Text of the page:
Joyce Akinnibosun is a senior nutrition major with a biology minor, on the pre-dental track. Despite the challenges of the pandemic and shifts to virtual learning, she has been accepted to every dental school in Texas.
Akinnibosun grew up in Cedar Hill, Texas, and came to TCU on a scholarship as a biology major, but eventually switched to nutrition when she discovered she enjoys learning about nutrition and health. Akinnibosun soon joined the pre-dental club and became heavily involved because she noticed her peers interested in dentistry, and she wanted a community where students shared this common interest. She now serves as president of the organization. The pre-dental club allowed her to gain insight on how her classmates were navigating classes, studying for entrance exams, and visiting local clinics. “Joining the club was a way to keep myself engrossed in the field, and remind myself why I’m doing what I’m doing,” Akinnibosun said. Akinnibosun has furthered the program and initiatives, such as organizing arrangements for the students to visit a dental clinic in Arlington, ordering t-shirts, and bringing in guest speakers to talk to students. She has also been key in advertising impression days to pre-dental students, which are days when students can connect with local dental schools.
When the pandemic hit, Akinnibosun was in the process of applying to dental schools and taking her Dental Admission Test (DAT). The new virtual format of being on a screen all day was a big adjustment for Akinnibosun. “I didn’t realize how often I went out, either for a walk or to a coffee shop, to cope with stressors,” she said. “With the pandemic, I experienced mental fatigue much faster, and it really took a toll on me. It took a lot of internal willpower, determination, and discipline to push through it.”
Akinnibosun’s preparation for the DAT paid off. She did very well on the exam and was accepted to every dental school in Texas. After graduating from TCU, she will be attending Texas A&M’s dental school in Dallas. Matt Chumchal, professor and director of the TCU Pre-Health Professions Institute, spoke highly of Akinnibosun. “She is a fantastic student in our courses,” he said. “Joyce has done a fabulous job as president of the pre-dental club, and has also overcome a lot of adversity to make it to where she is. Despite challenges this past year, she has excelled.”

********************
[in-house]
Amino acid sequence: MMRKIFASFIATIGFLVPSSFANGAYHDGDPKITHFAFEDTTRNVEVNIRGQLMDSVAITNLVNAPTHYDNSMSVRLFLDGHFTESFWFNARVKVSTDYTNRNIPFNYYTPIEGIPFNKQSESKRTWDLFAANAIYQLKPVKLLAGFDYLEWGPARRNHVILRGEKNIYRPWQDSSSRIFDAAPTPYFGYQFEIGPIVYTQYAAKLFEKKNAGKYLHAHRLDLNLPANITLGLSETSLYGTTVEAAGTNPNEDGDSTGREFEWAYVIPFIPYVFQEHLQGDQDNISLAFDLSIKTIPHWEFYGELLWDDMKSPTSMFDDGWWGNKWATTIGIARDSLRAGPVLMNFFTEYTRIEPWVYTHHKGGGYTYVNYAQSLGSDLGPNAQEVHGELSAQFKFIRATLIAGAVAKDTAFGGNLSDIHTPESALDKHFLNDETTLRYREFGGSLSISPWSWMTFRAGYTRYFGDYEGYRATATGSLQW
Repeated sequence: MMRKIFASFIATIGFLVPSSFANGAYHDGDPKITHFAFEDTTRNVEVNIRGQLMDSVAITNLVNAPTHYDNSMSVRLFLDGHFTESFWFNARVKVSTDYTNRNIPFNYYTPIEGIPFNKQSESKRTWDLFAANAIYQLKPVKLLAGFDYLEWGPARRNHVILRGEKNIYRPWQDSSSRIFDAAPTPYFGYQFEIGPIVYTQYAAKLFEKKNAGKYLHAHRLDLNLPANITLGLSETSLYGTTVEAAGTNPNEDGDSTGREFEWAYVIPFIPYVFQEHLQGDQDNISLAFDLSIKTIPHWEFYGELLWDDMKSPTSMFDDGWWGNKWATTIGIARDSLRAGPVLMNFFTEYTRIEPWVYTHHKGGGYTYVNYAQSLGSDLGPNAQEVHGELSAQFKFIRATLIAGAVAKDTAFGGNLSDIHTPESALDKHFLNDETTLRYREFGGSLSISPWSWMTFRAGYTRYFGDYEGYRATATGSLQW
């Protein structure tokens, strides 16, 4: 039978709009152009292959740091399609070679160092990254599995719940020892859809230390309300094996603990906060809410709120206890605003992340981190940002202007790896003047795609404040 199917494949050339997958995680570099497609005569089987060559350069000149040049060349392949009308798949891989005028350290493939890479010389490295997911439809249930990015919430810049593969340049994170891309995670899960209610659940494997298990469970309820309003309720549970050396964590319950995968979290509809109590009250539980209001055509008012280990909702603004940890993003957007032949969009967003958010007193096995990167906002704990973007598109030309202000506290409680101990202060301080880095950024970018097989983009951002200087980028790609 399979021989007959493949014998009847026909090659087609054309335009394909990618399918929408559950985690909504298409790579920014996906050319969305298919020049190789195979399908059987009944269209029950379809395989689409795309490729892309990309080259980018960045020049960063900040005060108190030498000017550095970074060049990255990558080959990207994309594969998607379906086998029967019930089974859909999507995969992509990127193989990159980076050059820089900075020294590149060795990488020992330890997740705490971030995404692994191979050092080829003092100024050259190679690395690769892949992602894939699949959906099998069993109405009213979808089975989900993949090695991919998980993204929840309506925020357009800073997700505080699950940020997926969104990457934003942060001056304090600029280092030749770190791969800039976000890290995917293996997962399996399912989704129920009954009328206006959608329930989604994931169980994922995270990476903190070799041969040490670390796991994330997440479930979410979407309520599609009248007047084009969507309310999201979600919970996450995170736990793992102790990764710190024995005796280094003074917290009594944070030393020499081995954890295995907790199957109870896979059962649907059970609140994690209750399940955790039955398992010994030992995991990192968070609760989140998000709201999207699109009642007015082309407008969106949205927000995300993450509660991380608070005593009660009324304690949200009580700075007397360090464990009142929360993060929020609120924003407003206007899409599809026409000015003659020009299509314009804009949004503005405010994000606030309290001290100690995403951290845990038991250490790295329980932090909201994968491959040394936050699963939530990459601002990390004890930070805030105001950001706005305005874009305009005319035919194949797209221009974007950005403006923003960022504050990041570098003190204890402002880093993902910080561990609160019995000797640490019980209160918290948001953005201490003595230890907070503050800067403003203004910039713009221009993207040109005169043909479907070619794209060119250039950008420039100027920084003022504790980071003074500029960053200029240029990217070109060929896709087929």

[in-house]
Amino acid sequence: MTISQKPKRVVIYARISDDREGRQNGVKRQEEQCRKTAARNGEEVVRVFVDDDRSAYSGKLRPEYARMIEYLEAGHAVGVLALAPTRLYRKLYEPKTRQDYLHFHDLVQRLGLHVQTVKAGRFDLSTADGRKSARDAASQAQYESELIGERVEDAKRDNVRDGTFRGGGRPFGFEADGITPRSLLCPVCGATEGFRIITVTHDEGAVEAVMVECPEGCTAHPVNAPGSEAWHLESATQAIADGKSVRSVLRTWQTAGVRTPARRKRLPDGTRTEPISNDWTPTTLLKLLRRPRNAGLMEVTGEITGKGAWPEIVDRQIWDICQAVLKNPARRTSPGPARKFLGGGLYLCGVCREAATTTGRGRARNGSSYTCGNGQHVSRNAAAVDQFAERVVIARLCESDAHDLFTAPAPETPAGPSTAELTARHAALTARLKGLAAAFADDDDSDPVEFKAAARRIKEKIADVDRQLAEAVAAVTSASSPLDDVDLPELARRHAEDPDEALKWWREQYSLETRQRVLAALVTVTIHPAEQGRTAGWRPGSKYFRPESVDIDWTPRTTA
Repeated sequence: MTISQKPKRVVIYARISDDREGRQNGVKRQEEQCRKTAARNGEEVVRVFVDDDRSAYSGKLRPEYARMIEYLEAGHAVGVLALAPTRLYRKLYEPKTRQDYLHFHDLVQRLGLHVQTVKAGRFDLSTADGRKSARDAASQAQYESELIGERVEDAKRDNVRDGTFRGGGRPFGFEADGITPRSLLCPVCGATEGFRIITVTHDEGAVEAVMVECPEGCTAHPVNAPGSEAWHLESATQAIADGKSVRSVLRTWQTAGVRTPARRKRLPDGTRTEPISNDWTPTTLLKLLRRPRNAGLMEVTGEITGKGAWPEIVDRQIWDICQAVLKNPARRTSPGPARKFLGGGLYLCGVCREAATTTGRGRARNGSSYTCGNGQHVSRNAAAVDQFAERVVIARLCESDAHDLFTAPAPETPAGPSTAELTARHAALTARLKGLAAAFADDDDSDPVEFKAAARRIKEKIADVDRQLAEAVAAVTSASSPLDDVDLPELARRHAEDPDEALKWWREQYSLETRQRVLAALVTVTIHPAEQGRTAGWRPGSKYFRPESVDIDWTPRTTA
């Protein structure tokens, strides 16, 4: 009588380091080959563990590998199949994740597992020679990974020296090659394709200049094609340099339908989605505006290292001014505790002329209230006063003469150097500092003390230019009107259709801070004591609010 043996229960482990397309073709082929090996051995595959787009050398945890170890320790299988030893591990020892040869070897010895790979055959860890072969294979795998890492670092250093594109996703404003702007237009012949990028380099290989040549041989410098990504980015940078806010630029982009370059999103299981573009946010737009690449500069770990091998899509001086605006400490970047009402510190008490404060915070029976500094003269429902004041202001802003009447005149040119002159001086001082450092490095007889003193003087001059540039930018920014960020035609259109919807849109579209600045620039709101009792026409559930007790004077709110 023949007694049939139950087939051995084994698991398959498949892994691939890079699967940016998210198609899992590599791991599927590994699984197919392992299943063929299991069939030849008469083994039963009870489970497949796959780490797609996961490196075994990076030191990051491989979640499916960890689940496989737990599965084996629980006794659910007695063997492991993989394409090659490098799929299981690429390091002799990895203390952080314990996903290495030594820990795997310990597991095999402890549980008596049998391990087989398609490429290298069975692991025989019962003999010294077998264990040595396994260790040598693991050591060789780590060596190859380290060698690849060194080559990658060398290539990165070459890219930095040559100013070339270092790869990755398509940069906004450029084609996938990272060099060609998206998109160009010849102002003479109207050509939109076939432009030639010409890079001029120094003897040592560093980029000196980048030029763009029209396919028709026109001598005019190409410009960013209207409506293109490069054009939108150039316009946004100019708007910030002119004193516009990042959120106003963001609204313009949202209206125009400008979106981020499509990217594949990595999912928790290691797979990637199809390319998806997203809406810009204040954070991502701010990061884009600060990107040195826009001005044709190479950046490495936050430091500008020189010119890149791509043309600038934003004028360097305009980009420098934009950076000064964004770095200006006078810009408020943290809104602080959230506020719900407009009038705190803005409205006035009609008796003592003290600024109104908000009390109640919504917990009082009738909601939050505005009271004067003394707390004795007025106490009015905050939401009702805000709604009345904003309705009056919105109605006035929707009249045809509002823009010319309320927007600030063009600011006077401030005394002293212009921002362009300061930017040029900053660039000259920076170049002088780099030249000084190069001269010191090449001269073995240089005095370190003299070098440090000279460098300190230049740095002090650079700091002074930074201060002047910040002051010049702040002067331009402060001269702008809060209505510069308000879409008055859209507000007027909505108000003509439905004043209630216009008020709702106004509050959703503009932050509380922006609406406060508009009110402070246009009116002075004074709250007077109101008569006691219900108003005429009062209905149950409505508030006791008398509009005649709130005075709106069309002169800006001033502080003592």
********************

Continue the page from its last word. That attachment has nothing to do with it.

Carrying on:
Looking back, Akinnibosun is grateful to her professors at TCU. “They were all very patient and helpful,” she said. “I had so many professors who mentored and encouraged me, and I am thankful they always had an open door for all my questions.” The preparation that Akinnibosun received from TCU both academically and personally played an important role in her success in moving forward. She also credited the TCU Community Scholars Program as being a large aspect of her TCU experience, as well as a way that she made many friends.
In the future, Akinnibosun knows for sure that she wants to stay in Texas, but is open to exactly what she will be doing. “Before the pandemic, I would have said that I have the next five years all planned out, but I’ve learned to go with the flow,” she said. “Every plan I thought I had this past year was wiped away. It was definitely hard to adjust when my plans didn’t fall into place, but I’m trying to adapt to whatever comes my way.” Akinnibosun said she is teaching herself to have goals and expectations, but also the ability to adapt to change.
Reflecting on her college experience, she shared advice for future students: (1) Make the best out of your experience in college. Work hard, but make time to experience college life. It can really be lots of fun and lots of memories can be made. (2) Make connections. Friends of course, but also professors, department chairs, etc. because that could really go far and be useful in the future for recommendation letters, job searches, and more. (3) Tap into the resources that TCU provides. There are so many resources available for students!